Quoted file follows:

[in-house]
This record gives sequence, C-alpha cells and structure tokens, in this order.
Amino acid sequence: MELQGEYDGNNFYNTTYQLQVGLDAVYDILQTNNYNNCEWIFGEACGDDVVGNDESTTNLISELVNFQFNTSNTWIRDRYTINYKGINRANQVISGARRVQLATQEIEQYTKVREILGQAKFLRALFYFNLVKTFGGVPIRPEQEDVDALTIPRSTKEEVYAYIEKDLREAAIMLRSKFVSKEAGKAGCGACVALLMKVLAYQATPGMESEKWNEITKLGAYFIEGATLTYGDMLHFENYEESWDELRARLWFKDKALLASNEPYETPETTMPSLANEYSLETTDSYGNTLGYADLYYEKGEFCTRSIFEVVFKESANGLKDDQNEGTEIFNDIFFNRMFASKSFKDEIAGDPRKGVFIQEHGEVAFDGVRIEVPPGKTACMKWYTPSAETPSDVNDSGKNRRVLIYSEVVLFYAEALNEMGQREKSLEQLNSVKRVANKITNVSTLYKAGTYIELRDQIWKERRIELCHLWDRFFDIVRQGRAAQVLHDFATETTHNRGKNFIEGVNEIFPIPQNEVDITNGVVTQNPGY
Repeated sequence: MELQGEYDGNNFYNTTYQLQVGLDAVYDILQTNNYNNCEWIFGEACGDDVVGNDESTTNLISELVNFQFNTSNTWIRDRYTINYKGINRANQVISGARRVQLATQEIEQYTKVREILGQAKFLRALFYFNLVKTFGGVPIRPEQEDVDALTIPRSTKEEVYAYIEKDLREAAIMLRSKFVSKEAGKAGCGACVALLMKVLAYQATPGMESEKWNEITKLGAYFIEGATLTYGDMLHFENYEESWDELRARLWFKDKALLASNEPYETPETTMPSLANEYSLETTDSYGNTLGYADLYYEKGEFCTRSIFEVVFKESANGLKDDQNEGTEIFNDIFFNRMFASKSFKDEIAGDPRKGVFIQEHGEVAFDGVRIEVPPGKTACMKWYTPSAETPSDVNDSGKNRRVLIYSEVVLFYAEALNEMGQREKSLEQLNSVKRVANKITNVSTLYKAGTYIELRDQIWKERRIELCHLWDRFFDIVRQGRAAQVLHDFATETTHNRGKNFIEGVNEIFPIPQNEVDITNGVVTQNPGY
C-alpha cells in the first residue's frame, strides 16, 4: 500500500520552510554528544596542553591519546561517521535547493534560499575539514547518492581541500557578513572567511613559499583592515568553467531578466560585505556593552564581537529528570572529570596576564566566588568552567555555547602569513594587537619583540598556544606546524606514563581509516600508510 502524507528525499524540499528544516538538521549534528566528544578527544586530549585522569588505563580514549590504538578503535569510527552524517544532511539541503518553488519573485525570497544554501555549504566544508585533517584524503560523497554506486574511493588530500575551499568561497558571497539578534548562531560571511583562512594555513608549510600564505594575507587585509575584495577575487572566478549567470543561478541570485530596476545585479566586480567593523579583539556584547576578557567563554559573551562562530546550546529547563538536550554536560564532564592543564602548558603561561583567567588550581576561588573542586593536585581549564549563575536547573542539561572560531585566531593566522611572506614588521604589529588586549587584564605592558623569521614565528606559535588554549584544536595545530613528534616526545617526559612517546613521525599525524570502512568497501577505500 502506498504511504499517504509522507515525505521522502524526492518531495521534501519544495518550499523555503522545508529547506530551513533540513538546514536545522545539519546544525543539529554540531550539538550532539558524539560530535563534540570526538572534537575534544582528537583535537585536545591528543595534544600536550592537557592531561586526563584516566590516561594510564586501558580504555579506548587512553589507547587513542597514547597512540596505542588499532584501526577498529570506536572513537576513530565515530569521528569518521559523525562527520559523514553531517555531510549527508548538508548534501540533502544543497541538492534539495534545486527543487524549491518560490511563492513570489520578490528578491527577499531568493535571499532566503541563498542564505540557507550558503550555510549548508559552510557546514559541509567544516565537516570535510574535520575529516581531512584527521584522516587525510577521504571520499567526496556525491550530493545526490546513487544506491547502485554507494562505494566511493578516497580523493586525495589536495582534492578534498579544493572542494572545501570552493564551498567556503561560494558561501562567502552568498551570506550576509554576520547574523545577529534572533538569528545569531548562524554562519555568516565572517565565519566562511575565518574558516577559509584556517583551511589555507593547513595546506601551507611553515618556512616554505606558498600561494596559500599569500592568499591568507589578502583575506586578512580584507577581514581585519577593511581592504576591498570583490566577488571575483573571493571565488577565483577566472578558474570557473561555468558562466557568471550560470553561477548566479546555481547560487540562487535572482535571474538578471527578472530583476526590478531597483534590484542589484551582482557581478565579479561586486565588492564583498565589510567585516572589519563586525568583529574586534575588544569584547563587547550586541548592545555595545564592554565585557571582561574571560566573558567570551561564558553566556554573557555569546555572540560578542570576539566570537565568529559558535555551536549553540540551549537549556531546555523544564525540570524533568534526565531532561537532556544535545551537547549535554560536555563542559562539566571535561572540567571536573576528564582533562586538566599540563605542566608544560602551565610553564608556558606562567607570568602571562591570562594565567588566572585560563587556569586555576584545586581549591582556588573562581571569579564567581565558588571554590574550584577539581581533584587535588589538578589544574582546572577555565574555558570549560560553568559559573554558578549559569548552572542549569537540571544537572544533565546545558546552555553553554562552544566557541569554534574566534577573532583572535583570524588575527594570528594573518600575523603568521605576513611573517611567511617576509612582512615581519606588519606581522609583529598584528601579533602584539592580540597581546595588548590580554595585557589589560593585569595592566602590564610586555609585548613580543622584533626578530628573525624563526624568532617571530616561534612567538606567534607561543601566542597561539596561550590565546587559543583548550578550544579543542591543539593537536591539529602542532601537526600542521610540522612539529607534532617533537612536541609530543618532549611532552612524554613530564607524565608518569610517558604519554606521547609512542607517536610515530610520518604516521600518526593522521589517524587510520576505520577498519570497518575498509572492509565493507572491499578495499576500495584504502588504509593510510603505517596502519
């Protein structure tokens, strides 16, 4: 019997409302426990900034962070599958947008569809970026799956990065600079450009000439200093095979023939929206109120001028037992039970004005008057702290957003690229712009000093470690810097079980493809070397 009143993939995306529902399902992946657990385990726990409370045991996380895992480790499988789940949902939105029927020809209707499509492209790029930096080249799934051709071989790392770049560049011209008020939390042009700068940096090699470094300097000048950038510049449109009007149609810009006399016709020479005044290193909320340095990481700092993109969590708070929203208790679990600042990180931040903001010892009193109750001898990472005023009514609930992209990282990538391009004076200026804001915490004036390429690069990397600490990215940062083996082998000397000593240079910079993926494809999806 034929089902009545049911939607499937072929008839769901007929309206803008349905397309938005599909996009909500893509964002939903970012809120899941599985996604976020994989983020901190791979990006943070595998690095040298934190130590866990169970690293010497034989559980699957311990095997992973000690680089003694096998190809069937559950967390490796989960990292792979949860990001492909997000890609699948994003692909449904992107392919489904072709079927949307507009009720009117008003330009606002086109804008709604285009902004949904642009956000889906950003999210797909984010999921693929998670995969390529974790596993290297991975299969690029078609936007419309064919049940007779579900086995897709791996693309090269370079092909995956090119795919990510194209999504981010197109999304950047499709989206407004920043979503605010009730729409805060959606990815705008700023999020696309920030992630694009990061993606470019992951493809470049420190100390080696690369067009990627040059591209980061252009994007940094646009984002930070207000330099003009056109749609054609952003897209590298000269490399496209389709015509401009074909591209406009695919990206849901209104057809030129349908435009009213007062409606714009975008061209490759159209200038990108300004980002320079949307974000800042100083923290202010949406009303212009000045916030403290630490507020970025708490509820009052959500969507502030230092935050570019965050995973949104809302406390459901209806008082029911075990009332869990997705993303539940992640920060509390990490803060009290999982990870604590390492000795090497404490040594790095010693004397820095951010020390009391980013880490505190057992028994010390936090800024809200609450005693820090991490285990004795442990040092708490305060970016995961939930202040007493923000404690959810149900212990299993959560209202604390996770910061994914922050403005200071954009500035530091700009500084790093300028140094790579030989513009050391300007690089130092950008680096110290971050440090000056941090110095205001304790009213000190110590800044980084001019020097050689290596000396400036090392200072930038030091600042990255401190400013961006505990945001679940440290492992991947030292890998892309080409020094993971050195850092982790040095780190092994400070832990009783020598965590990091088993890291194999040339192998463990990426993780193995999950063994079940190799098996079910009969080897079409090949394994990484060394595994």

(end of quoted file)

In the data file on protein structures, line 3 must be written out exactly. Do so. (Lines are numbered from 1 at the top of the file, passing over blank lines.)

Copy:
Amino acid sequence: MELQGEYDGNNFYNTTYQLQVGLDAVYDILQTNNYNNCEWIFGEACGDDVVGNDESTTNLISELVNFQFNTSNTWIRDRYTINYKGINRANQVISGARRVQLATQEIEQYTKVREILGQAKFLRALFYFNLVKTFGGVPIRPEQEDVDALTIPRSTKEEVYAYIEKDLREAAIMLRSKFVSKEAGKAGCGACVALLMKVLAYQATPGMESEKWNEITKLGAYFIEGATLTYGDMLHFENYEESWDELRARLWFKDKALLASNEPYETPETTMPSLANEYSLETTDSYGNTLGYADLYYEKGEFCTRSIFEVVFKESANGLKDDQNEGTEIFNDIFFNRMFASKSFKDEIAGDPRKGVFIQEHGEVAFDGVRIEVPPGKTACMKWYTPSAETPSDVNDSGKNRRVLIYSEVVLFYAEALNEMGQREKSLEQLNSVKRVANKITNVSTLYKAGTYIELRDQIWKERRIELCHLWDRFFDIVRQGRAAQVLHDFATETTHNRGKNFIEGVNEIFPIPQNEVDITNGVVTQNPGY